The leader of Atlanta’s jobs recruitment agency and development authority says the agency will focus on five areas in 2023 to help residents cope with rising costs of living and businesses thrive in case of an economic downturn.
Invest Atlanta CEO Eloisa Klementich told The Atlanta Journal-Constitution that her agency plans to focus on affordable housing, cultivating small businesses, worker training and targeting assistance to disinvested neighborhoods.
Here are the five areas of focus:
Mayor Andre Dickens set a lofty goal to build or preserve 20,000 affordable housing units by 2026. Invest Atlanta is one of multiple city agencies including the Atlanta Housing Authority engaged with tackling affordability. Invest Atlanta said it provided funding towards construction or rehabilitation of 1,637 affordable multifamily housing units in 2022. More than 7,550 affordable units have been delivered since 2018, which includes the tenure of Dickens’ predecessor, Keisha Lance Bottoms, according to a city dashboard.
The city’s purchase of multiple large buildings, such as 2 Peachtree in downtown, to convert into dense affordable housing will further that goal. She said Invest Atlanta combines funding with other nonprofits and city departments to subsidize housing.
Invest Atlanta also is ramping up efforts to rehabilitate single-family houses to keep long-time owners in their homes. In 2022, Invest Atlanta helped fund improvements to 60 houses, which varies from roof repairs to replacing lead pipes.
“You’re going to see us targeting seniors, single heads of household, the disabled and veterans,” she said of rehab efforts this year.
Down payment assistance to homebuyers and businesses
First-time buyers have been at a disadvantage with buyers who can pay in cash. Klementich said Invest Atlanta is ramping up its down payment assistance programs.
Last year, Invest Atlanta launched the 30PLUS program, which in conjunction with other programs helped 103 low- to mid-income residents buy their first home by offering up to $30,000 in assistance.
“It was very hard for a lot of our lower income individuals to be able to go compete against cash offers to buy a home,” she said.
In addition, Invest Atlanta offers commercial loans to help business owners buy their own storefront. Eligible entrepreneurs can receive up to 20% or $200,000 toward purchasing commercial property. Loans are capped at 3% interest rates, and all applications are vetted by Invest Atlanta staff.
“We’re going to watch (the economy) really closely, and we’re known to be able to create loan funds very quickly,” she said. “... We think we’re going to have a record year this year, more loans than we’ve ever done in our history.”
Small businesses assistance
The agency launched five small business resource centers across the city last year to provide technical assistance to entrepreneurs. Two more were added this year.
Klementich said technical assistance and Invest Atlanta’s additional training programs not only helps individuals get better jobs but it helps encourage more companies to come to Atlanta for the city’s talent.
“We’re seeing the benefit because it connected directly to our companies,” she said. “The more workforce, the more competitive your city.”
Invest Atlanta’s role with workforce development will change in June, because the city will launch its first-ever Department of Labor. Klementich said she plans to collaborate with the new department by providing information on what skills companies need.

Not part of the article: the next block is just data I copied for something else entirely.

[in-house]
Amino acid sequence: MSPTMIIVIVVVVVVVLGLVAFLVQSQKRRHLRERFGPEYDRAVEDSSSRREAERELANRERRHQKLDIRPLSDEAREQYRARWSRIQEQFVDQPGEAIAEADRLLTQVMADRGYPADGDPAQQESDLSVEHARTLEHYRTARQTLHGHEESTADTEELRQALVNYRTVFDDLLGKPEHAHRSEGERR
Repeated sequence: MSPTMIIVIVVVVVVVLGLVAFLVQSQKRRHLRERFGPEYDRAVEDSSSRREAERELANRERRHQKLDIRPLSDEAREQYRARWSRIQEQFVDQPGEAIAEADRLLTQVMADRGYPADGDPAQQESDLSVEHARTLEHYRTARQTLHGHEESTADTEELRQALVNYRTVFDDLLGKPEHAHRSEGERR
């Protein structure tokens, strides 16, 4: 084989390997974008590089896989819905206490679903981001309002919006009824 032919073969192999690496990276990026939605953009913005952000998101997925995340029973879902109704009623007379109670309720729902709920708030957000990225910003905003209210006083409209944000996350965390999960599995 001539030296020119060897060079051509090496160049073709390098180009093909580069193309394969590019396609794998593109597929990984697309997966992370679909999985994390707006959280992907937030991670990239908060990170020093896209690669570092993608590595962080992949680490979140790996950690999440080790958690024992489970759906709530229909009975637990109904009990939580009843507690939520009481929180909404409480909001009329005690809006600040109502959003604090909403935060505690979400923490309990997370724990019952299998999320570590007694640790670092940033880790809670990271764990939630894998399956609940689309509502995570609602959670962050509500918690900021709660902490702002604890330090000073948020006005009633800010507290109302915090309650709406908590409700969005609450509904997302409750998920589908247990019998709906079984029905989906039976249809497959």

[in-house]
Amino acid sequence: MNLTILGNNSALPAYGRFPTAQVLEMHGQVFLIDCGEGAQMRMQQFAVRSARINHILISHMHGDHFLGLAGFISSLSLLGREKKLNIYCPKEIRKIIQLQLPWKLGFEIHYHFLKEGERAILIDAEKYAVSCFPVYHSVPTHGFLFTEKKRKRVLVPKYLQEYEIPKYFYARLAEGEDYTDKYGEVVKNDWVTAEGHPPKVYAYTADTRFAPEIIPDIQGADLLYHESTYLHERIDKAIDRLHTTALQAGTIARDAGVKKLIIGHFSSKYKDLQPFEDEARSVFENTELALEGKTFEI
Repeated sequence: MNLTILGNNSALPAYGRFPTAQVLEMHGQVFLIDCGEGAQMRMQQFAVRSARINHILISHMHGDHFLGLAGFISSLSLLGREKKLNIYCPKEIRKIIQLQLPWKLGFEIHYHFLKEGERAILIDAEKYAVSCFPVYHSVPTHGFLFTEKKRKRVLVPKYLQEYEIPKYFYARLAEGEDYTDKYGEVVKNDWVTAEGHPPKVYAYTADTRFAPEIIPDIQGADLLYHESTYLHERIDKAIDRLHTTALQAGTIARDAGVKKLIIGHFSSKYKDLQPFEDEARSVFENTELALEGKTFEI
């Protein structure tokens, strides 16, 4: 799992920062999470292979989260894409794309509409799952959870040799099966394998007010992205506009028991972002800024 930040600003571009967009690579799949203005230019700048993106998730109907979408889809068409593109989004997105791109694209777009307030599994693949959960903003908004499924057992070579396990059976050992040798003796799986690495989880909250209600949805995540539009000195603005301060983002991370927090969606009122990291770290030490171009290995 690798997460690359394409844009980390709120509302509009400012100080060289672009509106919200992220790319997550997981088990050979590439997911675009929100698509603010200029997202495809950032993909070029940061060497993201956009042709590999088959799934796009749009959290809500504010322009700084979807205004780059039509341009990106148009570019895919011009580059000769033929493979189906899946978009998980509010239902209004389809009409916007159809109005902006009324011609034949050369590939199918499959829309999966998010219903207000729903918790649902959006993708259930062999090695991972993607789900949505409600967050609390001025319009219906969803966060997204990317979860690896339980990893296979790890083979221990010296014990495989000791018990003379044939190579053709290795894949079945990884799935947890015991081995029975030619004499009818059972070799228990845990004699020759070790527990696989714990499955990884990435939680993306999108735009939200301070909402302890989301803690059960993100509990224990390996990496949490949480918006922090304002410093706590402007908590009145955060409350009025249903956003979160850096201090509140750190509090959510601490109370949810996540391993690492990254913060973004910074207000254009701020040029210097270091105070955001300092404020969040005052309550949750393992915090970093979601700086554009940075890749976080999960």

Financial support for small businesses
Klementich said pursuing grants and partnerships to offer financial assistance to small business will be a top priority in 2023.
Last year, the agency provided financial support or technical assistance to one-in-23 registered businesses in Atlanta. Invest Atlanta will apply for a Community Property Assessed Clean Energy grant (CPACE), a federal program that helps businesses finance renewable energy improvements to their buildings.
Many of those programs, such as the $20 million Atlanta Open for Business fund, specifically assist minority- and women-owned businesses. Klementich said the city must maintain its reputation as a wellspring for Black and minority talent and innovation.
“It really is what distinguishes Atlanta, this diversification of talent and diversification of business. If you want to be an amazing Black entrepreneur, come to Atlanta,” she said.
Invest Atlanta spent nearly half of its capital investments on overlooked and historically ignored parts of the city. Nearly $324 million went to disinvested neighborhoods, consisting of all funds awarded through Invest Atlanta programs, which includes leveraged capital from other funding sources beyond city dollars.
Invest Atlanta uses 23 metrics, from education level to grocery access, to determine which areas need the extra funding. Most of those neighborhoods are in the southern half of the city, and Klementich said Invest Atlanta’s efforts last year helped create 750 jobs in addition to the agency’s other programs.
Going forward, she said her agency will continue to track which areas are benefitting from programs and grant allocations, while tracking their results. She added that Invest Atlanta will apply for a Community Development Financial Institutions Fund (CDFI) grant, a federal program that provides financing for economic initiatives in low-income urban and rural areas.
“We’re an economic development agency for the entire city, but we want to pay specific attention to these disinvested areas,” she said.
2022 Invest Atlanta Annual Report by Zachary Hansen on Scribd
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